Nevertheless, in January, 1963, a Mississippi Grand Jury acquitted Ex-General Walker of all charges, and this started Walker out again into politics -- not for the general public, but for the Radical Right, to whom Walker was still a legitimate US General, and the proper leader of the USA as far as they were concerned.

Dallas, Texas was already well-known as "nut country," that is, on the politically far, Radical Right wing. That means that they believed that Washington DC was a swamp of Communists, and that even the Pentagon was full of Communists, and that the head Communist was the US President. It is this belief that made it common sense in Dallas to public JFK's picture with the caption: WANTED FOR TREASON.

What is not generally accepted is that many if not most Dallas Police and Deputies had fully accepted this Southern common sense. The Damn Yankees were no damn good, over there on the Eastern coast as the "Eastern Establishment." Here is what Robert Welch published in 1959:

"Communism is imposed on every country, from the top down, by a conspiratorial apparatus, headed and controlled by suave and utterly ruthless criminals, who are recruited from the richest families, most highly educated intellectuals, and most skillful politicians within that country. The rest of the show, including all of the noise made and work done by the poor “revolutionary” beatniks and dupes at the bottom, is mere pretense and deception." (Robert Welch, The Politician, 1959)

The US South liked to hear this sort of talk. Communism was the conspiracy of the rich from New York City. And JFK was the richest of the rich. Here was the problem. But that wasn't enough to inspire violence. It was only talk.

It was only when the Radical Right came up with the slogan, "Race Mixing is Communist" that Southern emotions were pulled into the service of Anticommunism. The Brown Decision still stung many people as late as 1962 and 1963, and in the aftermath of the Ole Miss riots of 1962, the NAACP advocate of James Meredith, namely, Medgar Evers, was shot in the back in the driveway of his Mississippi home on around midnight on June 12, 1963 -- only four hours after JFK had delivered his speech in support of Civil Rights and Martin Luther King, Jr.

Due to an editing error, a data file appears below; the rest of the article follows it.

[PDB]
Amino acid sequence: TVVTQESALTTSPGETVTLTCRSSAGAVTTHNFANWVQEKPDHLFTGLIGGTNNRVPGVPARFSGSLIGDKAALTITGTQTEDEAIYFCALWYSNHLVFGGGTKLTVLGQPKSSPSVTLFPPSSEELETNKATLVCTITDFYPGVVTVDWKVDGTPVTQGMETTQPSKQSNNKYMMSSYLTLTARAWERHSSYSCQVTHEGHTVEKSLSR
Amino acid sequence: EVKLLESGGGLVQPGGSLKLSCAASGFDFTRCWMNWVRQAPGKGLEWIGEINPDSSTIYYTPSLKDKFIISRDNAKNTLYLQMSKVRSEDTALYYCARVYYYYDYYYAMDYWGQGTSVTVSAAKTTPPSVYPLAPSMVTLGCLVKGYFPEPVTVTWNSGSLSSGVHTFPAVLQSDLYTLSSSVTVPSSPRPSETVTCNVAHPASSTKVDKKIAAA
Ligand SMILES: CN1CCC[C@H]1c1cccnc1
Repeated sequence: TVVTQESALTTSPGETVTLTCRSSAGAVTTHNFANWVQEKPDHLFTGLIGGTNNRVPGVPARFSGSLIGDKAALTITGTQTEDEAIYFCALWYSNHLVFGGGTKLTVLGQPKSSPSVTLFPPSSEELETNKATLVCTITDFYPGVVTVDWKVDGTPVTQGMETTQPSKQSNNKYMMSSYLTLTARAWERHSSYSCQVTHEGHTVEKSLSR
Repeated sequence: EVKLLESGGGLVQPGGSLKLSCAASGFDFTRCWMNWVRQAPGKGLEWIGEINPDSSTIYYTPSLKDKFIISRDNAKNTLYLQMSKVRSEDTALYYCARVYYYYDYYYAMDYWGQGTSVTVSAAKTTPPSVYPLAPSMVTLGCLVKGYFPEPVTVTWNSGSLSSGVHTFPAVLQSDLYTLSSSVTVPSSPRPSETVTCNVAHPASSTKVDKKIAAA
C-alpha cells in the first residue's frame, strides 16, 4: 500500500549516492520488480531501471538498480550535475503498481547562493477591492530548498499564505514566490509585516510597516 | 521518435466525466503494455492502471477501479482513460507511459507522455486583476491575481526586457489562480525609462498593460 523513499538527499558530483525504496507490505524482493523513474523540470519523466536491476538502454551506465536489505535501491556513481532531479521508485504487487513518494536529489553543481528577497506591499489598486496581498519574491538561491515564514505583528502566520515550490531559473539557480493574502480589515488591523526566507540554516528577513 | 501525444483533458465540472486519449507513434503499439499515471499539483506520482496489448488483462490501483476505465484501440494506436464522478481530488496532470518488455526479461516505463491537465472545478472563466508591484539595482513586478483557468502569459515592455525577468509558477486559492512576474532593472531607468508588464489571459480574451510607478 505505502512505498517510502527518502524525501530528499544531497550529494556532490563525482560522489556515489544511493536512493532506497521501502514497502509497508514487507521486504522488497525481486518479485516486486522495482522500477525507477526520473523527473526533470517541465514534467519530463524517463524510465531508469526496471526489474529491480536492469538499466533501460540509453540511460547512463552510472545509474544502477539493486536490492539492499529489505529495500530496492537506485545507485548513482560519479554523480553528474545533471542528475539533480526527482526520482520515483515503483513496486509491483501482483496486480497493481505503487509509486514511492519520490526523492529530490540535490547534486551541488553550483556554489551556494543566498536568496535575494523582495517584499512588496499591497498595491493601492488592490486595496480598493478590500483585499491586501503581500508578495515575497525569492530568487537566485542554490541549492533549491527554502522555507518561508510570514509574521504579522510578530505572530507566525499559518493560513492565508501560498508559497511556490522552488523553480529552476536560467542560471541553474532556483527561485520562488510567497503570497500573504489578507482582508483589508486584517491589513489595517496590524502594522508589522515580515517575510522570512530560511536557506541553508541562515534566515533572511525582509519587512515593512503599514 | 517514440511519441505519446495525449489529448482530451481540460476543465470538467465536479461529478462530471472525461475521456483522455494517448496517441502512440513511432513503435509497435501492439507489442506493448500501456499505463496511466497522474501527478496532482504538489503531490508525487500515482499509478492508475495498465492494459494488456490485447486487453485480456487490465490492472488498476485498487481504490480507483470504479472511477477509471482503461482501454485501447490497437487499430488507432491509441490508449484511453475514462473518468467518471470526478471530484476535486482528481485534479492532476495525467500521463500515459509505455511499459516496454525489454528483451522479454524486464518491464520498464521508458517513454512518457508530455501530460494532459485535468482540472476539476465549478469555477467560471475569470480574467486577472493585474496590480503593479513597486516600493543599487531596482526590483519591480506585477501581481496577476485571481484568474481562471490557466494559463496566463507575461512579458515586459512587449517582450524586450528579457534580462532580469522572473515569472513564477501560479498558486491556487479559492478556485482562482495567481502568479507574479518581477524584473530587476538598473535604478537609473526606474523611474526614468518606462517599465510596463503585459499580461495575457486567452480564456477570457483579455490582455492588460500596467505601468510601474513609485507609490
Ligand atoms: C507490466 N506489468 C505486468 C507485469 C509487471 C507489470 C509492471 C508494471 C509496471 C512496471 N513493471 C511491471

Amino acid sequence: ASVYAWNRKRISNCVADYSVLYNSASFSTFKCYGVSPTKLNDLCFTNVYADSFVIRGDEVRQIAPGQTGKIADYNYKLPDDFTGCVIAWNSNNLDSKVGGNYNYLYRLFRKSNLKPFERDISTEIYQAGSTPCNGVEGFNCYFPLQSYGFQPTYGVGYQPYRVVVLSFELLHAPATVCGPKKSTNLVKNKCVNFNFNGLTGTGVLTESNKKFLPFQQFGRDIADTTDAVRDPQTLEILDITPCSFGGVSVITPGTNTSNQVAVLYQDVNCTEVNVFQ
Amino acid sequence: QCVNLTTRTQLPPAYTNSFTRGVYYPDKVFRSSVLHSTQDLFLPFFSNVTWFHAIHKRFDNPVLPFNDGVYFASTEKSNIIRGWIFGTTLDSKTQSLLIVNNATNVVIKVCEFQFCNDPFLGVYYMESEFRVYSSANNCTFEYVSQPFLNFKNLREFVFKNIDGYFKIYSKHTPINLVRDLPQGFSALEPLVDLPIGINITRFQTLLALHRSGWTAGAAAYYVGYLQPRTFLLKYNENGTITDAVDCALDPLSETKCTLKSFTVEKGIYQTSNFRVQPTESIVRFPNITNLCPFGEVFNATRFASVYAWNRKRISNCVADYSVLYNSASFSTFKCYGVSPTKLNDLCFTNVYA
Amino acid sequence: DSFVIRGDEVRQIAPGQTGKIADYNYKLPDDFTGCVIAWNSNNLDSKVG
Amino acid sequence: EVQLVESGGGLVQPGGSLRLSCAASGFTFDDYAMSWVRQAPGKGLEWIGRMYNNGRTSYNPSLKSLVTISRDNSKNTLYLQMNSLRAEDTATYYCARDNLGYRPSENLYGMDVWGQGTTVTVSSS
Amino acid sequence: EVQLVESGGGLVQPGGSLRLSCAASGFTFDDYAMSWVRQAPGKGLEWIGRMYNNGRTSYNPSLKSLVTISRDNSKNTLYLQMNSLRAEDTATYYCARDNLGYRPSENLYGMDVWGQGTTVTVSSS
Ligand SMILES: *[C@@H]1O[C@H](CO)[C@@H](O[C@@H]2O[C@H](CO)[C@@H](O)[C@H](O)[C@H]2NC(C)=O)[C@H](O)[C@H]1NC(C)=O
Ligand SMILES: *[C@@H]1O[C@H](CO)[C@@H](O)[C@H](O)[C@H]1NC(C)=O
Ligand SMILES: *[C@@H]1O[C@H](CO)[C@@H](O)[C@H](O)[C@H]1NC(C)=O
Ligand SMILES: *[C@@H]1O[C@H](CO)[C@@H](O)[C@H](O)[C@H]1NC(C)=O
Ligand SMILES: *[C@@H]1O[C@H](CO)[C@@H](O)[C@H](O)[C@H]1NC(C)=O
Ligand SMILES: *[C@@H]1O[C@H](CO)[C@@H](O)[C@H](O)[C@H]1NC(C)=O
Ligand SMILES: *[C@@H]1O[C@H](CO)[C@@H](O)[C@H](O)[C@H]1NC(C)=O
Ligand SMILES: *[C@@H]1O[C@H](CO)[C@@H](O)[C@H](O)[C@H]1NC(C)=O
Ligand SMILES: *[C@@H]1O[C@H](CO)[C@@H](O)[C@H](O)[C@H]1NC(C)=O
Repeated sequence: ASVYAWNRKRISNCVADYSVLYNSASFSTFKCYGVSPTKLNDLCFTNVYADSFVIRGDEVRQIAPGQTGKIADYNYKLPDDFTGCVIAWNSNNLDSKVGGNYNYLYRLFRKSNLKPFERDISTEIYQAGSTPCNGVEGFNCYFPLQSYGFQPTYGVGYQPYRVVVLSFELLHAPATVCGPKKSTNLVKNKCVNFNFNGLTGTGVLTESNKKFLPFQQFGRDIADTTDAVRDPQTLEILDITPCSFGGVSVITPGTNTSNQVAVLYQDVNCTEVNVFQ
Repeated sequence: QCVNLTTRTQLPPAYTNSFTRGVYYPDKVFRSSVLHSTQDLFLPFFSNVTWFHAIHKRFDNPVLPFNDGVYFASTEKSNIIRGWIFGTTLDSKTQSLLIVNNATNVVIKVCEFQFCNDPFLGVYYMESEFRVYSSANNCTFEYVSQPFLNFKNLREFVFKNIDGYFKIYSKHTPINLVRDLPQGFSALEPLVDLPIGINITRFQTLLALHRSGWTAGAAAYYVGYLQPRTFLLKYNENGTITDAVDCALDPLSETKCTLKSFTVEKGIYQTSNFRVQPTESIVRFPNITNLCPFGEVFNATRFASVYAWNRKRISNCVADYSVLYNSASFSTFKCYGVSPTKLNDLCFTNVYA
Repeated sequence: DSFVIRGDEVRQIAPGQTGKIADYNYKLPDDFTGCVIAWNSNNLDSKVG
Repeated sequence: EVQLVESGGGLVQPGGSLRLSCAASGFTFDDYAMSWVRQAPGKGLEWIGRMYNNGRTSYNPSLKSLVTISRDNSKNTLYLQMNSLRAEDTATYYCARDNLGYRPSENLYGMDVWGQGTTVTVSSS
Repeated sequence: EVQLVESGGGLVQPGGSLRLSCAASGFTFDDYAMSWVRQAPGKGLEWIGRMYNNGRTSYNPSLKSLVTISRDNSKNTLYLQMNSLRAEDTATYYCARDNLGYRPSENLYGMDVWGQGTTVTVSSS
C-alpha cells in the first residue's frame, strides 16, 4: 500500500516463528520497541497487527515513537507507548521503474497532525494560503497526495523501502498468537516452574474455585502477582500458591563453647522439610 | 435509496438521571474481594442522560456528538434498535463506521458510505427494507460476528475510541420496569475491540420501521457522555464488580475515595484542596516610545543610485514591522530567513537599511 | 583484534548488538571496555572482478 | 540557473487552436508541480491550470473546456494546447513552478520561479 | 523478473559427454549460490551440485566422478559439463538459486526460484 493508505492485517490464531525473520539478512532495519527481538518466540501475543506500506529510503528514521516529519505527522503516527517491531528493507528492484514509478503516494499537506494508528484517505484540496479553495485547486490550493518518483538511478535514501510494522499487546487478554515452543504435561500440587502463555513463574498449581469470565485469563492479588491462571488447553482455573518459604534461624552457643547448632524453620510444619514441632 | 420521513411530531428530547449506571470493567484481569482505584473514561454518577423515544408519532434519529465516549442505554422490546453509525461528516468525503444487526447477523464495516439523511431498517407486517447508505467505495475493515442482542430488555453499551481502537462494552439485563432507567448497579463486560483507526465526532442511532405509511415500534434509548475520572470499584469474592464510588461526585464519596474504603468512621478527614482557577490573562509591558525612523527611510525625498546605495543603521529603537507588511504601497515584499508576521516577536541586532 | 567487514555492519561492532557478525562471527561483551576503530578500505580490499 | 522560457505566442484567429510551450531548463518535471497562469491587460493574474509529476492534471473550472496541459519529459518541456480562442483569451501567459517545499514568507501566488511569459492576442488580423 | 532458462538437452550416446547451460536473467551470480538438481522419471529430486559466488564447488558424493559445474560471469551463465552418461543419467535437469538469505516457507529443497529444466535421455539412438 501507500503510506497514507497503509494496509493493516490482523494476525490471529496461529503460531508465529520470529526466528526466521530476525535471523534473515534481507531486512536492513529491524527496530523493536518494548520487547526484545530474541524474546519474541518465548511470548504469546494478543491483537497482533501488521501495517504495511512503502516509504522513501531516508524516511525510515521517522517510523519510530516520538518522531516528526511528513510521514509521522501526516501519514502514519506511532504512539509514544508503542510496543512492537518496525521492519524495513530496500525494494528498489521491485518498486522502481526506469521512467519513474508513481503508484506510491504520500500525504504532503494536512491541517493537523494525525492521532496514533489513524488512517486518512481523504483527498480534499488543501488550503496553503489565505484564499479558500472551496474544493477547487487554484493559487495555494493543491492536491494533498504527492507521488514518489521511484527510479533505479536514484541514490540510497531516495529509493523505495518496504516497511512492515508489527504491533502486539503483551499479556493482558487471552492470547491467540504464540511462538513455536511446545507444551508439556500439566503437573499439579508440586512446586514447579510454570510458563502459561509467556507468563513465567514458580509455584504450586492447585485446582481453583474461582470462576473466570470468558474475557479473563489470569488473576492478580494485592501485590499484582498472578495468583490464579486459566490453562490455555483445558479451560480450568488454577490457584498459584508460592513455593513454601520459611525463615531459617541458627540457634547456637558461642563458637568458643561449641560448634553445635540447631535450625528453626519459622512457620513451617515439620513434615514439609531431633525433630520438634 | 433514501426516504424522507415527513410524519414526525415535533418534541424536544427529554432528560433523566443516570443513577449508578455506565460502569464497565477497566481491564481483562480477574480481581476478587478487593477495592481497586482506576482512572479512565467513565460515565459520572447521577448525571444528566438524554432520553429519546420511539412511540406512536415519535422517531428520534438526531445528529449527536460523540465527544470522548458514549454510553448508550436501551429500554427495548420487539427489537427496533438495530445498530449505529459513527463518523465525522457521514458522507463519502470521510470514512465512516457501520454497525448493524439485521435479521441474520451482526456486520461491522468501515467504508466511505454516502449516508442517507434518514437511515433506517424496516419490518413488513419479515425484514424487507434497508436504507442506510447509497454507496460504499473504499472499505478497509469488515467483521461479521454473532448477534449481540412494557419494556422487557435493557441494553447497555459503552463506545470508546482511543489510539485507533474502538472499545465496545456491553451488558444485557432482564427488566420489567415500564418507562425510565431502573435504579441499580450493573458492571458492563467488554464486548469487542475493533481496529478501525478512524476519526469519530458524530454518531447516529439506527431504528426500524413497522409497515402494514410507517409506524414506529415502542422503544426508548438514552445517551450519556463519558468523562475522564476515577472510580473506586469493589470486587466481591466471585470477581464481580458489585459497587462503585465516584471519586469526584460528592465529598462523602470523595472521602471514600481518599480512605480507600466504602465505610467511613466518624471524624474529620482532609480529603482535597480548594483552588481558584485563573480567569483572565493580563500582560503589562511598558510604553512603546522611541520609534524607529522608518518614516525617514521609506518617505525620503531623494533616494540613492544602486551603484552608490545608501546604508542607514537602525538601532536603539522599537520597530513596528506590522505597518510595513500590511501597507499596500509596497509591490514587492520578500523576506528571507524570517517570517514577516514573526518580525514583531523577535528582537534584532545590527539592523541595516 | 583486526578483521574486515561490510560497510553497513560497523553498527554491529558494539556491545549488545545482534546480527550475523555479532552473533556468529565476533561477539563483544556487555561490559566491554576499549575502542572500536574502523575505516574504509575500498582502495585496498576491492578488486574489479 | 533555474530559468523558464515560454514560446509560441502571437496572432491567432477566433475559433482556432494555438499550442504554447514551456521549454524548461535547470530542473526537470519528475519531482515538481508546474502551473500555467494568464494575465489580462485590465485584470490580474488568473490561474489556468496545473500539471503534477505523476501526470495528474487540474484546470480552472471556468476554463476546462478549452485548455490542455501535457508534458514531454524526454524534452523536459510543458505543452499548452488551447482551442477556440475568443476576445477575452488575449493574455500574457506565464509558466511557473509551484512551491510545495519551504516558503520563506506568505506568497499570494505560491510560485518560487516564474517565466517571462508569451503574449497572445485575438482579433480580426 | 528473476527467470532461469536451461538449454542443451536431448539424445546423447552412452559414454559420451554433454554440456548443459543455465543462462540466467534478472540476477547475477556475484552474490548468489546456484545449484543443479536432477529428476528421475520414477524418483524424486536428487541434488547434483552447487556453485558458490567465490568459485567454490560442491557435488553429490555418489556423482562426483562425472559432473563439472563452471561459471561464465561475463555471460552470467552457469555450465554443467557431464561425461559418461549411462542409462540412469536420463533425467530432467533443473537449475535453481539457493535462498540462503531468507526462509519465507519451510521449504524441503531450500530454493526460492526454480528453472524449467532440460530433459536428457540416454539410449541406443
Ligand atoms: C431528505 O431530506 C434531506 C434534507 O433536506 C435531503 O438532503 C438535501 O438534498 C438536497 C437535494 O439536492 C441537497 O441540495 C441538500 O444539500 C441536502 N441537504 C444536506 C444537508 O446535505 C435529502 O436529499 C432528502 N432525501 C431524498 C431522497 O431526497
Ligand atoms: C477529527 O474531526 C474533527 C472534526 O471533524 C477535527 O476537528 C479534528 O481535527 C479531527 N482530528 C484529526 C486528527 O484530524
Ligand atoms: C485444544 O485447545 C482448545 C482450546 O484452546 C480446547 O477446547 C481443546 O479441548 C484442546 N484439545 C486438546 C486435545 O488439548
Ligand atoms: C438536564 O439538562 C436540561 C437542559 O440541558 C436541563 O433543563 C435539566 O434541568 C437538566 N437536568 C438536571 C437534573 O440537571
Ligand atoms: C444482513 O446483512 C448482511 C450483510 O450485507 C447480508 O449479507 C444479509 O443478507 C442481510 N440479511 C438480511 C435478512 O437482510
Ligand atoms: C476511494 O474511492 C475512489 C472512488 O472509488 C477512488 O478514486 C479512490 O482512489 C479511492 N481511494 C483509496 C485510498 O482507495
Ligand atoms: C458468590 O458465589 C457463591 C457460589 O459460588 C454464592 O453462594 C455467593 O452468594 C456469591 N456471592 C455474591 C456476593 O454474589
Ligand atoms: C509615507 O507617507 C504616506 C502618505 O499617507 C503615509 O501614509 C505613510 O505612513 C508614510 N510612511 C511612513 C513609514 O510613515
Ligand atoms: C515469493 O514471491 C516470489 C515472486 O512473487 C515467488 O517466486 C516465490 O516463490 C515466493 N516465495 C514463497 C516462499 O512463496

What does this have to do with the Dallas Police? Why would anybody seek to blame the Dallas Police of anything to do with the JFK Assassination?

Please remember that I'm not the first to try to connect a Dallas policeman with the JFK Assassination. Ricky White, the son of former Dallas policeman Roscoe White, announced publicly in 1990 that his father killed JFK on 11/22/1963, and had also killed J.D. Tippit. Not Lee Harvey Oswald -- but Dallas Policeman Roscoe White was the killer of both, said his own son, Ricky White.

Furthermore, Jeff Caufield wrote in his 2015 book that J.D. Tippit attended General Walker's John Birch Society weekend meetings at the Austin BBQ restaurant in Dallas.

Furthermore, former FBI agent, William Turner, wrote in his history book, Power on the Right (1971) that to join the Dallas Police in the early 1960's, a candidate had to be a member of the KKK, the White Citizens' Council, or the John BIrch Society, or preferably all three.

The Radical Right wing in Dallas had an advantage that few other American cities enjoyed, namely, they had General Walker as a citizen. The Radical Right throughout the South rallied behind Walker. Walker had the local support of the richest man in the USA at the time -- H.L. Hunt. The support this shone on Walker with respect to the Sheriff, the Chief of Police and the Police Captains would have been considerable.

Walker had not only ample military and paramilitary experience, but also ample guerilla warfare experience starting with WW2. Planning a paramilitary feat like Dealey Plaza on 11/22/1963 was well within his skill set. This should be obvious.

Many patsies were selected to throw the public off -- and they were all connected with Communists in one way or another. Loran Hall, Gerry Patrick Hemming, Harry Dean -- all were connected with Fidel Castro at some point. The Communists were going to take the blame for this political theater. But the favorite was Lee Harvey Oswald -- who had been framed with care in New Orleans since May, 1963. Months of framing were about to pay off.

Why such care about Lee Harvey Oswald? Because, reports Dick Russell (TMWKTM, 1993), the Dallas FBI had a source confirming that Oswald had been General Walker's shooter back in April, 1963. The fix was in.